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Kay's Originals Vol. 1


BIOGRAPHICAL SKETCHES. No. CIII. DR. WILLIAM CULLEN. 253 THIS etching of one of the great fathers of modern medicine was executed iu 1784, and represents the Doctor at the venerable age of seventy-five. DR, WILLIAM CULLEN was born in the parish of Hamilton, county of Lanark, in the year 1710. He received the first part of his education under Mr. Brisbane, at the grammar-school of Hamilton ; and, having chosen medicine as a profession, he was apprenticed to a surgeon-apothecary in the city of Glasgow. It does not appear that he went through a regular course of education at the University, so that the chief means of improvement he possessed at this time were derived from observing his master’s practice, and perusing such medical works as fell in his way. It is not known at what age he went to Glasgow, nor how long he continued there ; but in very early life he engaged as a surgeon to a vessel that traded between London and the West Indies, and performed several voyages in that capacity. Disliking a seafaring life, he attempted to get into medical practice in his native country, and first settled in the parish of Shotts. He remained there only for a short time, and then removed to Hamilton, where he was chosen one of the magistrates of that burgh. The Duke of Hamilton happening to be taken suddenly ill, Dr. Cullen was called in ; and admission. A most minute search took place. The room in which Lord Pitsligo was concealed did not escape. Miss Gordon’s bed was carefully examined ; and she was obliged to suffer the scrutiny of one of the party, by feeling her chi, to ascertain that it was not a man in lady’s night-dress. Before the soldiers had finished their examination in this room, the confinement and anxiety increased Lord Pitsligo’s asthma SO much, and his breathing became so loud, that it cost Miss Gordon, lying in bed, much and violent coughing, which she counterfeited, in order to prevent the high breathings behind the wainscot being heard. It may easily be conceived what agony she would suffer, lest, by overdoing her part, she should increase suspicion, and in fact lead to a discovery. The ruse was fortunately successful. On the search through the house being given over, Lord Pitsligo was hastily taken from his confined situation, and again replaced in bed j and as soon as he was able to speak, his accustomed kindness of heart made him say to his servant, ‘ James, go and see that these poor fellows get some breakfast, and a drink of warm ale, for this is a cold morning ; they are only doing their duty, and cannot bear me any ill-will.’ When the family were felicitating each other on his escape, he pleasantly ohserved, ‘A poor prize had they obtained it-an old dying man I”’ By degrees the heat of civil raucow ceased, and Lord Pitsligo, like others in his situation, was permitted to steal back into the circle of his friends, unpersecuted and unnoticed. The venerable old nobleman was thus suffered to remain at his son’s residence of Auchiries unmolested during the last years of an existence protracted to the extreme verge of human lie. He died on the 21st December 1762, in the eighty-fifth year of his age. The character of Lord Pitsligo was of the most amiable description, and he embarked in the cause of the exiled Stuarts from national feeliigs alone. He was a Protestant, of the Episcopal Church, and sincerely attached to his religion. He was of a literary turn of mind ; and left behind him several manuscript essays, which were published shortly after his death. To one of these-entitled “Thoughts Concerning Man’s Condition and Duties in this Life, and his Hopes in the World to come :” Edinburgh, Whyte & Co.-an interesting memoir of his life ia pretixed,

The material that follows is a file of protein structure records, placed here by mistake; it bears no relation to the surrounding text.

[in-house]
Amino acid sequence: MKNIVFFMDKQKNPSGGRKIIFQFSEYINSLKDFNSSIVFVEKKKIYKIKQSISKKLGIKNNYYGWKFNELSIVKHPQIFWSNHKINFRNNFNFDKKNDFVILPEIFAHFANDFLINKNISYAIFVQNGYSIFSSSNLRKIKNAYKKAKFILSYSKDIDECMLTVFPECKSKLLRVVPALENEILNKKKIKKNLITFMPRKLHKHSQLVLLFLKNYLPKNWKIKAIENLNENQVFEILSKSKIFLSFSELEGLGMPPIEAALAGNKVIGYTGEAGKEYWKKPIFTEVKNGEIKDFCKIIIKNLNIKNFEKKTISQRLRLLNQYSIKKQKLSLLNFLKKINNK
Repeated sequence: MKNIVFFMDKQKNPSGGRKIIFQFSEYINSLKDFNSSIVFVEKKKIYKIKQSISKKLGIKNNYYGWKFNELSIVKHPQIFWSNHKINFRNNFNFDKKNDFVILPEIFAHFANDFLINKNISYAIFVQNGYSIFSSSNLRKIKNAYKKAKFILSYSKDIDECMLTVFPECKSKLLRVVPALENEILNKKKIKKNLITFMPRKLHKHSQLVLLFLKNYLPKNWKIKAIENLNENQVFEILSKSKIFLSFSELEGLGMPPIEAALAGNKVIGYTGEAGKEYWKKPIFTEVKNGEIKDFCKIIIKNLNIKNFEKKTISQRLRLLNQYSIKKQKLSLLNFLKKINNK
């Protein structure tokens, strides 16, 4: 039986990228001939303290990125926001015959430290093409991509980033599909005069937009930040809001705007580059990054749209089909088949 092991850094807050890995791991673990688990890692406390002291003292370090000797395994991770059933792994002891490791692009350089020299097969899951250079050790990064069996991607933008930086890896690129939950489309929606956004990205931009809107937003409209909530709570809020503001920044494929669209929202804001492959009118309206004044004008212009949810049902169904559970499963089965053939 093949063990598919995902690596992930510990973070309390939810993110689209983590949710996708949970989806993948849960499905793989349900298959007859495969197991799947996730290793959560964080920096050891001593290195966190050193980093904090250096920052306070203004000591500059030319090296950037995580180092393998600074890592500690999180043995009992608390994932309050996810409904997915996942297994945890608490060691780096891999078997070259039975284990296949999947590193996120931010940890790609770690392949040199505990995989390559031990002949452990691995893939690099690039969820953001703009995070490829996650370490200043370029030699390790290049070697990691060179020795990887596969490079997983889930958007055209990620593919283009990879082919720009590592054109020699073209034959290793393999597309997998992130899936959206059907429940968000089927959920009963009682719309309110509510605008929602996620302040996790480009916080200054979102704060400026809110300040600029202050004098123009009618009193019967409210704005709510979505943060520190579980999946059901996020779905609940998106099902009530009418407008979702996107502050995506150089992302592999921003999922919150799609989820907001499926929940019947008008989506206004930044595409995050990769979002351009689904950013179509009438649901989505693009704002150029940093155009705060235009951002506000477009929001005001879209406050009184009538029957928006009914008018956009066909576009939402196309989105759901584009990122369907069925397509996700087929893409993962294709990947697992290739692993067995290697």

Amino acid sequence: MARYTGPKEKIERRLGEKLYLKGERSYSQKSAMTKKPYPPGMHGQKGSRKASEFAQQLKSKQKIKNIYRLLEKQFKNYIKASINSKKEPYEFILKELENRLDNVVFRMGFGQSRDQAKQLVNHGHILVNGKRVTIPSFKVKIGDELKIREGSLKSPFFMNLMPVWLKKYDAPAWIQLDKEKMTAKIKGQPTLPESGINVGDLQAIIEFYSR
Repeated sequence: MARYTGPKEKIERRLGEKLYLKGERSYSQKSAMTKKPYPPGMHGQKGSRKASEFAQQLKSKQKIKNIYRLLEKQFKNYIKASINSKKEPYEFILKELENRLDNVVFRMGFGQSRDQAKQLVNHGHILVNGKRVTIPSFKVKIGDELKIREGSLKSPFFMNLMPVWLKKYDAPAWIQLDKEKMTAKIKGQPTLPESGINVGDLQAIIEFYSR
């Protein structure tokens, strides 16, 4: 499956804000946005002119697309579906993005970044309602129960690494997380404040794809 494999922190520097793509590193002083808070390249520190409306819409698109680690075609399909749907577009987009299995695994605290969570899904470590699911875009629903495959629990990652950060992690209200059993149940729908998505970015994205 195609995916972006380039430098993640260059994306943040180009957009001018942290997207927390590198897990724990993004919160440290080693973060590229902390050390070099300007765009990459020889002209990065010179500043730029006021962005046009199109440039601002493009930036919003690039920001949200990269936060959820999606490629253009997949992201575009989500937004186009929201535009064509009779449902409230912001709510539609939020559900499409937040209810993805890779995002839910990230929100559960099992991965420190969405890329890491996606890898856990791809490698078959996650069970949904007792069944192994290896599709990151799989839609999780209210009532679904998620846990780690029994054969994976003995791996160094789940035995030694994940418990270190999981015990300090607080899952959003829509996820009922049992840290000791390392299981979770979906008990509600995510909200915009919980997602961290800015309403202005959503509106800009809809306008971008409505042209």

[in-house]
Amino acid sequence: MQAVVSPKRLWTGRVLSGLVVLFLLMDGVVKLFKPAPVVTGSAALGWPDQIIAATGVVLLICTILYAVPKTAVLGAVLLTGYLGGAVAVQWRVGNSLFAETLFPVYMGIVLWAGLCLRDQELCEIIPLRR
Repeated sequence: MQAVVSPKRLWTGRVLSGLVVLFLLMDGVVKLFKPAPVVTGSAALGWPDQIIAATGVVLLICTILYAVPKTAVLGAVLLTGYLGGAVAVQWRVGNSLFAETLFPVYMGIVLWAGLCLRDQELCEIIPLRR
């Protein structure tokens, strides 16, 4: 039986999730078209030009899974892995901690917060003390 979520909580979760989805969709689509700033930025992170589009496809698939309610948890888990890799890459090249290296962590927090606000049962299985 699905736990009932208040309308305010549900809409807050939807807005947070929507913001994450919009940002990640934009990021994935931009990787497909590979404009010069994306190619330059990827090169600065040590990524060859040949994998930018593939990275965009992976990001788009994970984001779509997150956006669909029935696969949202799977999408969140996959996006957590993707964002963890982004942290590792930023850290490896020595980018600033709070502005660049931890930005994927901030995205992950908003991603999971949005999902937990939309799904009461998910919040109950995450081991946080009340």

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2s 4 BIOGRAPHICAL SKETCHES. his mode of treatment was much approved by Dr. David Clark, who had been brought from Edinburgh. This accidental circumstance added much to his medical reputation in that quarter. During his residence at Hamilton, Dr. Cullen became acquainted with Mr. William Hunter. These two celebrated characters, who were destined to do so much, each in his own line, for the advancement of medical science, had very early entered into habits of the strictest intimacy. Dr. Hunter had been originally intended for the Church j and with that view had attended some of the classes at the University of Glasgow. Cullen’s conversation, however, gave a different direction to his studies, and he resolved to study medicine. In consequence of the extension of his practice, Cullen resolved to apply to the University of Glasgow for a medical degree, and this he accordingly obtained upon the 14th September 1740. On the 13th November 1741, he married Ann Johnston, the daughter of a neighbouring clergyman, by whom he had a numerous family. His eldest son, Robert, was a Lord of Session and Justiciary, During the residence of Dr. Cullen in Hamilton, Archibald Earl of Islay, afterwards Duke of Argyle, being in that part of the country, required some chemical apparatus. It was suggested to him that Dr. Cullen was more likely to have what his lordship wanted than any other person. He was accordingly invited to dinner by his lordship, and fortunately made himself very agreeable. This interview was one of the chief causes of his future rise in life. He had secured the patronage of t,he Prime Minister of Scotland, the future Duke of Argyle, besides the countenance of the Duke of Hamilton. In 1746 the Lectureship on Chemistry in the University of Glasgow, which is in the gift of the College, became vacant. Cullen offered himself as a candidate, and was accordingly elected. He commenced his lectures in the month of October of the same year. In 1751 the Professorship of Medicine (in the gift of the Crown) becoming vacant, the interest of Argyle procured it for him. He appears to have taught both classes. In 1755 he transmitted a paper to the Physical and Literary Society of Edinburgh, ‘‘ On the cold produced by evaporating fluids, and of some other means of producing cold,”-the only chemical essay he ever published. In 1756 he was unanimously elected Professor of Chemistry in the University of Edinburgh, where the medical school was already formed ; and he had much greater incitements to exertion than he had in Glasgow. Dr. Whytt, who taught the Institutes of Medicine, died in 1766, and Dr. Cullen obtained the vacant chair. Dr. John Gregory, a short time before, had succeeded to the chair of the Practice of Physic; and these two Professors continued each to teach his own class for three sessions. At the conclusion of the session, 12th April 1769, Dr. Callen proposed to the patrons that Dr. Gregory and he should alternately teach the Institutes and the Practice. This was complied with ; and it was declared that the survivor should have in his option which professorship he preferred. Upon the lamented death of Dr. Gregory, 10th February 1773,